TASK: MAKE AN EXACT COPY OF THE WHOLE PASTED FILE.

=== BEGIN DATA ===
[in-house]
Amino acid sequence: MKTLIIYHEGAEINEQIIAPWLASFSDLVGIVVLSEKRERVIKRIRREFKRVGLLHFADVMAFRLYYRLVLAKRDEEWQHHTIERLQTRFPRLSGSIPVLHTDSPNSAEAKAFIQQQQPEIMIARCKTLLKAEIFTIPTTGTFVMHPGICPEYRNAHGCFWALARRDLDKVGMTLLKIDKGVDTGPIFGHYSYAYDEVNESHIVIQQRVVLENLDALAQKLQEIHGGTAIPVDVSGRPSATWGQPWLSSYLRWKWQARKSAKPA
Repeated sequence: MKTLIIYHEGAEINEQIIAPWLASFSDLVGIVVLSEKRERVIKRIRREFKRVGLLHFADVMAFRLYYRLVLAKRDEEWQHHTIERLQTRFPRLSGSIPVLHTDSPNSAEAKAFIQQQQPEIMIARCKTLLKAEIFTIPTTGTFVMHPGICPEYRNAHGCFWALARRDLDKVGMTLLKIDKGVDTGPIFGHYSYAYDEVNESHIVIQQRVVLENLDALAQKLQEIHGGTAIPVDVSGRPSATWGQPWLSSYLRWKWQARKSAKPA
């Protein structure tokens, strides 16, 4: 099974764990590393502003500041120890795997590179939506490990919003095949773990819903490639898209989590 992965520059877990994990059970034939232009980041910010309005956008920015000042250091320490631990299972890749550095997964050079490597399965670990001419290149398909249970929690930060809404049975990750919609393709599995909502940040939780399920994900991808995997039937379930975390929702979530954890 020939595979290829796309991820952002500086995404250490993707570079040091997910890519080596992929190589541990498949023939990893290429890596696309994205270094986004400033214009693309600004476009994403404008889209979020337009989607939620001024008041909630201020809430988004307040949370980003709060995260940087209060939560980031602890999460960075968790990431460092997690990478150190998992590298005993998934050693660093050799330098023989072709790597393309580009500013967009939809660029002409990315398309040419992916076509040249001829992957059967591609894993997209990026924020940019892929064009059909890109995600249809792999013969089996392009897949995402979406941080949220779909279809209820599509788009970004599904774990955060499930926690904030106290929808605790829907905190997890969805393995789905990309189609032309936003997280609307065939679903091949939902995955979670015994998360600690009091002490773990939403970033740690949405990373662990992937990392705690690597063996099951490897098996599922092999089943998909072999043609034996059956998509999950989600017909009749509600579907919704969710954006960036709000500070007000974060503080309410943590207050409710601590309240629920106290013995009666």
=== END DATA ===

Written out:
[in-house]
Amino acid sequence: MKTLIIYHEGAEINEQIIAPWLASFSDLVGIVVLSEKRERVIKRIRREFKRVGLLHFADVMAFRLYYRLVLAKRDEEWQHHTIERLQTRFPRLSGSIPVLHTDSPNSAEAKAFIQQQQPEIMIARCKTLLKAEIFTIPTTGTFVMHPGICPEYRNAHGCFWALARRDLDKVGMTLLKIDKGVDTGPIFGHYSYAYDEVNESHIVIQQRVVLENLDALAQKLQEIHGGTAIPVDVSGRPSATWGQPWLSSYLRWKWQARKSAKPA
Repeated sequence: MKTLIIYHEGAEINEQIIAPWLASFSDLVGIVVLSEKRERVIKRIRREFKRVGLLHFADVMAFRLYYRLVLAKRDEEWQHHTIERLQTRFPRLSGSIPVLHTDSPNSAEAKAFIQQQQPEIMIARCKTLLKAEIFTIPTTGTFVMHPGICPEYRNAHGCFWALARRDLDKVGMTLLKIDKGVDTGPIFGHYSYAYDEVNESHIVIQQRVVLENLDALAQKLQEIHGGTAIPVDVSGRPSATWGQPWLSSYLRWKWQARKSAKPA
């Protein structure tokens, strides 16, 4: 099974764990590393502003500041120890795997590179939506490990919003095949773990819903490639898209989590 992965520059877990994990059970034939232009980041910010309005956008920015000042250091320490631990299972890749550095997964050079490597399965670990001419290149398909249970929690930060809404049975990750919609393709599995909502940040939780399920994900991808995997039937379930975390929702979530954890 020939595979290829796309991820952002500086995404250490993707570079040091997910890519080596992929190589541990498949023939990893290429890596696309994205270094986004400033214009693309600004476009994403404008889209979020337009989607939620001024008041909630201020809430988004307040949370980003709060995260940087209060939560980031602890999460960075968790990431460092997690990478150190998992590298005993998934050693660093050799330098023989072709790597393309580009500013967009939809660029002409990315398309040419992916076509040249001829992957059967591609894993997209990026924020940019892929064009059909890109995600249809792999013969089996392009897949995402979406941080949220779909279809209820599509788009970004599904774990955060499930926690904030106290929808605790829907905190997890969805393995789905990309189609032309936003997280609307065939679903091949939902995955979670015994998360600690009091002490773990939403970033740690949405990373662990992937990392705690690597063996099951490897098996599922092999089943998909072999043609034996059956998509999950989600017909009749509600579907919704969710954006960036709000500070007000974060503080309410943590207050409710601590309240629920106290013995009666």